"Houses are built to live in, and not to look on: therefore let use be preferred before uniformity." -Francis Bacon My job as a strength coach is not terribly fancy (despite the fact that I am). I teach people The Five Basic Human Movements (plus that other one) and help them get stronger. When I give a workshop, I teach people how to progress those movements from the positions, to the movements, to the asymmetries, to the grinds, to the more complex versions, if need be. This week, I have taught a lot of people how to squat using same progression that Dan John developed (why would I reinvent the wheel?) which uses kettlebells to teach the positions of the squat (aka, “planks” of the squat), the movement of the squat (moving between the two positions of the squat), and the grind of squat (how to add load to the movement). It’s a great way to teach people one of the fundamental human movements, and the progression is pretty obvious.
0 heavy things -> 1 heavy thing -> 2 heavy things.
I won’t have someone do the movement of the squat until they can get into the positions of the squat. I won’t load a squat more than a small weight in the goblet position for balance until a client can do 15-25 great squats over the course of a little workout. And as long as they are working with me, I will keep progressing that load until they can move some pretty serious weight. That is, until they reach my standard for “strong enough.”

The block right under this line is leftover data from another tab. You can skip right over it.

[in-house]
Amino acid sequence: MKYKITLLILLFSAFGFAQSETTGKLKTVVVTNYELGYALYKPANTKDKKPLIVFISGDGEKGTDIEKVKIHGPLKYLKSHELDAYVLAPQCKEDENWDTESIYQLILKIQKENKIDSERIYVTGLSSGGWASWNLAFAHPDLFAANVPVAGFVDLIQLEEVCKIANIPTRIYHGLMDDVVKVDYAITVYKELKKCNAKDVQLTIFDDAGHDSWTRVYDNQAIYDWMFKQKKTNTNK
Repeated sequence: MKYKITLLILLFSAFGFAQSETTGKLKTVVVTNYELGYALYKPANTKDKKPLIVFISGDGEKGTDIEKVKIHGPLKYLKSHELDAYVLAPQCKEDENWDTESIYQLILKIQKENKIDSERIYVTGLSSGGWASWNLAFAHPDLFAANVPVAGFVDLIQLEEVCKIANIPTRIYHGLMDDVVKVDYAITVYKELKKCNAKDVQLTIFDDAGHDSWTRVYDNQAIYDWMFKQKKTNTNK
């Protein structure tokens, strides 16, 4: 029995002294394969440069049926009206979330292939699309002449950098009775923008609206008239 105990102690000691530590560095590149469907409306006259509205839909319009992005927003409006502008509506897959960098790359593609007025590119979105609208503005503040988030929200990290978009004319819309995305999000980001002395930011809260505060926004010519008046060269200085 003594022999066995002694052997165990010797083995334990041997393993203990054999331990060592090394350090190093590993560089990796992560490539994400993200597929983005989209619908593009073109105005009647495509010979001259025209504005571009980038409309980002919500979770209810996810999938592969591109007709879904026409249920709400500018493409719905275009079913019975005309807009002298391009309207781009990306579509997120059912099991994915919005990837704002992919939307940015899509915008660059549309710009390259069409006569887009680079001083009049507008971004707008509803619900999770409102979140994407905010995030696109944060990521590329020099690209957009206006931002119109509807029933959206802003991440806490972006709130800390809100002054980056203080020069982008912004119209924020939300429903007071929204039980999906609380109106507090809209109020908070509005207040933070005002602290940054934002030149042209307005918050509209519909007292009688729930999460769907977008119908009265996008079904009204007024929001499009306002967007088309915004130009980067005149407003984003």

Standards, Gaps, and the Building Inspector
Every great coach has standards, but more importantly every great coach has ways to assess where people are at and a way to get them to where they need to be. Dan calls these, “Standards & Gaps.” His entire career, summarized in Intervention is to find Point A, find Point B, and get you moving in that direction. The progression for teaching the squat is just that, but the problems start when people start thinking about progressions and standards as grades on a test or measure of their self-worth. They’re not for the simple reason that no one ever “graduates” from the Five Human Movements. You still have to practice the patterns and stay confident in the positions.
I know that the more time a client spends on the positions and patterns of a squat, then then better they are going to get at squatting. In fact, if they can Double Kettlebell Front Squat 12kg in each hand for 2-3 reps, then doing a bunch of goblet squats as well as a sprinkling of DKBFS will get them stronger faster and more safely than just trying to squeeze out more DKBFS. The foundation must be laid, and any further work on top of that foundation will be rewarded by yet more work on that foundation. The DKBFS is not “better” than the Goblet Squat just because they require more strength and touch more skill, and just because you can do DKBFS does not mean you are done with Goblet Squats.
Let’s continue with this example of a house. When a building inspector comes into a house, he’s only there to see if it is up to code. He’s not there to do anything fancy and he likely doesn’t even care what kind of crazy Home Theater System you want to install. He just wants to make sure that there’s four walls, a roof, and the wiring won’t kill you or set the place on fire. It’s not very exciting work and you can probably get a lot done on that house without a building inspector, but properly grounded electrical systems are funny: you don’t really worry about them until you try to use the toaster and the hair dryer at the same time and your fancy house burns to the ground. Or do that 50th kipping pull up and hear a ‘pop.’